This is the second completed illustration for my upcoming children’s book, Crow Brings The Daylight. See the very beginning of the story here and check back to follow along as the paintings develop.
Marriage – the final sacrament in this series and, at least for now, my favorite.
I think that’s because, out of all the sacraments, I know what this one looks like in my every day life. I rarely baptize anyone and too often I forget to stand by my sick and hurting friends. But every single day I wake up married.
But maybe it’s also because this sacrament seems to hold all of the others within itself. My husband and I eat together each day (communion), and every day we welcome the other a little deeper into our hearts (confirmation). We encourage each other to step out (holy orders), support one another through joy and pain (anointing of the sick), and spill the secrets of our hearts (confession). As for baptism? Maybe that’s the very beginning. The moment when you leave the old life behind for the new.
Or maybe I’m trying too hard. Maybe it’s just my favorite because I like being married. In Searching for Sunday Rachel Held Evans writes that if God’s only grace to her in this life is marrying her husband, it will be enough. I can say the same about my husband.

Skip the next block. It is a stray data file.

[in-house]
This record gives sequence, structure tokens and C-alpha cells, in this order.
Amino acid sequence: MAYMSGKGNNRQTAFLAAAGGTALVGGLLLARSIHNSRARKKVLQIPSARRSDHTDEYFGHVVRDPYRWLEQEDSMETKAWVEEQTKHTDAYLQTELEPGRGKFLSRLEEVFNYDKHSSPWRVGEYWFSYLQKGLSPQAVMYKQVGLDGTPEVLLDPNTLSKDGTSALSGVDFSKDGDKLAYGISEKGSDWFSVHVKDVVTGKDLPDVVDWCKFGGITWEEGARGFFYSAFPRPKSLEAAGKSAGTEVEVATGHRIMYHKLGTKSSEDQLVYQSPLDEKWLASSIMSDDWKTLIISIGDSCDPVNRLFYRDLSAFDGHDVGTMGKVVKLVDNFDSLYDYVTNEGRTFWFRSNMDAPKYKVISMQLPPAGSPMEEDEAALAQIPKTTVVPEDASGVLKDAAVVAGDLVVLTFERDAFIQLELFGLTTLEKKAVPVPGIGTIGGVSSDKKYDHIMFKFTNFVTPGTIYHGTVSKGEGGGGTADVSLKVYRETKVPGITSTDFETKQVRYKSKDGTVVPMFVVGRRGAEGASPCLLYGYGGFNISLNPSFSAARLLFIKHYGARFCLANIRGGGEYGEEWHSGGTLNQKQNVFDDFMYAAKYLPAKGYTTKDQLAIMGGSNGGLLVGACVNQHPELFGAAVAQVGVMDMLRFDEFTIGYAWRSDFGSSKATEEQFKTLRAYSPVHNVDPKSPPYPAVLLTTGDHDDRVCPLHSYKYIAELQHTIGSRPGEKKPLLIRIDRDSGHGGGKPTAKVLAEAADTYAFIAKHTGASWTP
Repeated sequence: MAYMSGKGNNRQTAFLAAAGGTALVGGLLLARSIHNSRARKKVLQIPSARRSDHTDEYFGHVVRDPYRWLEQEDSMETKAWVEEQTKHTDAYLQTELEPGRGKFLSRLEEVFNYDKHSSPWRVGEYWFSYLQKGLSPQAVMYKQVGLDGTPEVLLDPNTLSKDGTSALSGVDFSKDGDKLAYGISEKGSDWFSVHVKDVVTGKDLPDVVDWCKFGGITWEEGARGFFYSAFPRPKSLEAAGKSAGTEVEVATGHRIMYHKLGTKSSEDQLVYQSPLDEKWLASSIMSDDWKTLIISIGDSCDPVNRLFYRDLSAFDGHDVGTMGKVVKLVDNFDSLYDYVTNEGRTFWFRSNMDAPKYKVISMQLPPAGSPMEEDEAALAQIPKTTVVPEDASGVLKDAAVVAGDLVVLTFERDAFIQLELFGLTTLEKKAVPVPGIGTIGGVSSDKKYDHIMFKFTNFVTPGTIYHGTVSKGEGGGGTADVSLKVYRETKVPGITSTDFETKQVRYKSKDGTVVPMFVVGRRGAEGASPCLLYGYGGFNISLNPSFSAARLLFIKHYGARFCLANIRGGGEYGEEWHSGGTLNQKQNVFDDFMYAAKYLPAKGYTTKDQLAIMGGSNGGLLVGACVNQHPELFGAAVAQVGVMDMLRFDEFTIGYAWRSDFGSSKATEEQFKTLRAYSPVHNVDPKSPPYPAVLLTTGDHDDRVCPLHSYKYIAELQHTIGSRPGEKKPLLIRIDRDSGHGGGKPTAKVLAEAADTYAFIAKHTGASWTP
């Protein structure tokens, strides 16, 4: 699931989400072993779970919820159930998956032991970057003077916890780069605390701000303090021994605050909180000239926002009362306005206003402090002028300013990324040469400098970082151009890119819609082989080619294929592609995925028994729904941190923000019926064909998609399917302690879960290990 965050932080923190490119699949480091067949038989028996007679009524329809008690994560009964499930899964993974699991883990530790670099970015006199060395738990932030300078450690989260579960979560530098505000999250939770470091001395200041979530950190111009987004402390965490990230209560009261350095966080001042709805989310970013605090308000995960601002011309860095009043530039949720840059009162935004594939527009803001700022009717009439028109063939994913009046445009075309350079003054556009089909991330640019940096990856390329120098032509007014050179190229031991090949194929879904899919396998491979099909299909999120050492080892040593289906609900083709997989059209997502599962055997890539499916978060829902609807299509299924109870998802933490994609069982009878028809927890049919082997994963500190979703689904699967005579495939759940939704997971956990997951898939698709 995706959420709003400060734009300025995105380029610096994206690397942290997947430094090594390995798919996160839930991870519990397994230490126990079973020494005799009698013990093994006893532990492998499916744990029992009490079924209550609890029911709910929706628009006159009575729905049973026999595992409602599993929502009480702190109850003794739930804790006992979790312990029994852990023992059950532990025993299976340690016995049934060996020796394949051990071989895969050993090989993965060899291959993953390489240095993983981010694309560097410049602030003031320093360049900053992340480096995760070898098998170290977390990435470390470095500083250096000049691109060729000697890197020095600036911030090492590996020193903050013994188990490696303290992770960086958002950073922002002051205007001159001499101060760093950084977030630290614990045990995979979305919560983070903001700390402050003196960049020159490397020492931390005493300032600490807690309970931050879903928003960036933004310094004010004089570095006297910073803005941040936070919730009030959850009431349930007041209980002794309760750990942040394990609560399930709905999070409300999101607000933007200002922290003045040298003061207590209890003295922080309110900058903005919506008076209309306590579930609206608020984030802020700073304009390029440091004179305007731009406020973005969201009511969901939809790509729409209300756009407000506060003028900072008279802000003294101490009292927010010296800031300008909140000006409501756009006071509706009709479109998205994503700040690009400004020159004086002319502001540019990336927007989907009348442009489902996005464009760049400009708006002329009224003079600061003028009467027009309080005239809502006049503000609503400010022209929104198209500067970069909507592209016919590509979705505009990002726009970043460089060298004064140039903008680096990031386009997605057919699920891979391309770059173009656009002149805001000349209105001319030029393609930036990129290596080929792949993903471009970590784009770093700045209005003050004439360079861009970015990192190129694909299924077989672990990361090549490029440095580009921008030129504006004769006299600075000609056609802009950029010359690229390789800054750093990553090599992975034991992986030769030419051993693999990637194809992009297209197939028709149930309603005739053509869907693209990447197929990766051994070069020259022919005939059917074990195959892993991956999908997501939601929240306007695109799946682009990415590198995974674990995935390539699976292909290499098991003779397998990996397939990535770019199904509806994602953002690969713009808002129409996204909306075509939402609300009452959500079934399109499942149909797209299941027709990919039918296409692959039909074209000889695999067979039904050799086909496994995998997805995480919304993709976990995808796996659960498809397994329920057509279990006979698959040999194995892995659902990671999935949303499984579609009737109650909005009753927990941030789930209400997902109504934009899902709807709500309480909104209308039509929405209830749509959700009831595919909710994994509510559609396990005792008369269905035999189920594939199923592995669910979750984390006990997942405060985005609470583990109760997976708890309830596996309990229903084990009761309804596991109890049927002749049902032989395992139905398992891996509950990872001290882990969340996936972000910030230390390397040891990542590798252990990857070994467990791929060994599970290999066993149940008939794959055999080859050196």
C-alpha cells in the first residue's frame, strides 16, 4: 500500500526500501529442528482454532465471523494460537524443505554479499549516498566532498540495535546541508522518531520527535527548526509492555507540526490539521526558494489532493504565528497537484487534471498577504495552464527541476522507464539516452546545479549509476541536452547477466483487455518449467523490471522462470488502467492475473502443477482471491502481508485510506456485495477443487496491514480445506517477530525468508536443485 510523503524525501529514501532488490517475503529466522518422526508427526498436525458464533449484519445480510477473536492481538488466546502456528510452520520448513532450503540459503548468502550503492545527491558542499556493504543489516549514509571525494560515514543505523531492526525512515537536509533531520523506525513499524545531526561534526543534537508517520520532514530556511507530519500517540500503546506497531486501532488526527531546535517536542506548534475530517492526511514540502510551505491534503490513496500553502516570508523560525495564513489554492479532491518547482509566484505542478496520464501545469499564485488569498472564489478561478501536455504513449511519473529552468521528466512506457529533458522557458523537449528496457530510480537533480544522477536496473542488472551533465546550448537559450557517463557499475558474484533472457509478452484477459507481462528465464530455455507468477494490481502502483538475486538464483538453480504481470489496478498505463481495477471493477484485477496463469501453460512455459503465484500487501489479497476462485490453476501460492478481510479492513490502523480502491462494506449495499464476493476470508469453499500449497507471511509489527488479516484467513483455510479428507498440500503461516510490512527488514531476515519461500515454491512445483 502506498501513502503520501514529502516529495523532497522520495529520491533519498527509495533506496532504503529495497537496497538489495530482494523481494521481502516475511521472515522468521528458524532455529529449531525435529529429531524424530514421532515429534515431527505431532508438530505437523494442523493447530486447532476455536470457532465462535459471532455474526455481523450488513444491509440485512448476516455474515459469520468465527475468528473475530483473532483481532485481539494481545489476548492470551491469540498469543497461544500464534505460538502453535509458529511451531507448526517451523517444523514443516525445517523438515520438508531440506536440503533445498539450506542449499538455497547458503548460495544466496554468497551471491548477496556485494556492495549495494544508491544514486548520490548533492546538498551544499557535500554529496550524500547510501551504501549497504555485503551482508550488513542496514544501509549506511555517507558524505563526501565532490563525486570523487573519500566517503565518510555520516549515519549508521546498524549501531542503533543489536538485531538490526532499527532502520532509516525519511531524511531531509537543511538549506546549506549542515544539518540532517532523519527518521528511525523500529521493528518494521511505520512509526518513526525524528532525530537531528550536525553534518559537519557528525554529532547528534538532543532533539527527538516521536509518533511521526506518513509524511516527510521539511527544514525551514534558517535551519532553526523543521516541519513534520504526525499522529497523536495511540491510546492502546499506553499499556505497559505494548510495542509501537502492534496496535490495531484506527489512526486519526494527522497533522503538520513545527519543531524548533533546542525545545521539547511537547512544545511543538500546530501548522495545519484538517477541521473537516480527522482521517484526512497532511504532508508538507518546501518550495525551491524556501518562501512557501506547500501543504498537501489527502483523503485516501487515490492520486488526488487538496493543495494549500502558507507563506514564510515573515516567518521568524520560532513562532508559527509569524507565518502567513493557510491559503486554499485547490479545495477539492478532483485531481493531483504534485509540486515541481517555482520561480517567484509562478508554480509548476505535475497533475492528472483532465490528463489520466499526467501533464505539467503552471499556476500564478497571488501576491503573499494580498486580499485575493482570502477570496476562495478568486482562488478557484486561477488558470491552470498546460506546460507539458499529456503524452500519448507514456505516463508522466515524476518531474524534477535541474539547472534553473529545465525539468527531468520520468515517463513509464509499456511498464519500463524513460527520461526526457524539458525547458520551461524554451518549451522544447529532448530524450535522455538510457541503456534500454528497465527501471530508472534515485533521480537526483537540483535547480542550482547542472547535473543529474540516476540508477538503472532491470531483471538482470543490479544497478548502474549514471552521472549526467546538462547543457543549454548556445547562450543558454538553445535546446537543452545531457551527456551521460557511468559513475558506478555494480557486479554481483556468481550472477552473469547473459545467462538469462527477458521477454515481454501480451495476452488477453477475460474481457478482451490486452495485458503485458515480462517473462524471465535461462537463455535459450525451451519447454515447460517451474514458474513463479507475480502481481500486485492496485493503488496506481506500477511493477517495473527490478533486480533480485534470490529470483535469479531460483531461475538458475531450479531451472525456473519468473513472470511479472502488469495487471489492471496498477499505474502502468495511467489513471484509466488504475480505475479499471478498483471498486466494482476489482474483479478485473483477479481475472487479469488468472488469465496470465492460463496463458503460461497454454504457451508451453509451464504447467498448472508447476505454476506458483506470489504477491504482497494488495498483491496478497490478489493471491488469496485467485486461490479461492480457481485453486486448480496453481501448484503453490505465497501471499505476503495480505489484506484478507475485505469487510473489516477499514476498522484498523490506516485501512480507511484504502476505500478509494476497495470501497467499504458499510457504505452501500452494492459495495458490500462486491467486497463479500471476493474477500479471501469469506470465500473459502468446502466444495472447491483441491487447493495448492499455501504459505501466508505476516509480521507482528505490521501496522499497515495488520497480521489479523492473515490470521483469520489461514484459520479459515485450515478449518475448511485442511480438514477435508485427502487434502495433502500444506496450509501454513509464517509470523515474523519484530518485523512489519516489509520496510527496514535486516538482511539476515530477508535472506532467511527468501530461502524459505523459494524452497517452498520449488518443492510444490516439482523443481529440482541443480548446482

Whatever the reason may be, I’ve illustrated my favorite sacrament with my favorite feathered symbol of marriage – the albatross.
Albatrosses are the most faithful of all birds. They choose their partner carefully, and they return to that partner over and over again for the rest of their lives. I love that image. To me marriage is a choice to return, over and over again, every day.
And maybe that is what the sacraments are. A choice to return, over and over. A choice to remember when we share a meal, a choice to stand by a hurting friend, a choice to welcome strangers with open arms.
A choice to practice faithfulness over and over again, every day.
It’s a tricky sacrament to illustrate with birds. I’m not sure I know what a sick bird looks like. I’ve scooped up a few birds and nursed them in shoe boxes over the years, but they don’t look much different from their cousins chirping in the trees (aside from, you know, being in a shoebox). Somewhere along the way I realized that I don’t need to know what a sick bird looks like, because it’s not the sickness I want to illustrate.
It’s the anointing. It’s the healing.
“There is a difference between curing and healing, and
I believe the church is called to the slow and difficult work of
healing. We are called to enter into one another’s pain, anoint
it as holy, and stick around no matter the outcome.”
– Rachel Held Evans, Searching for Sunday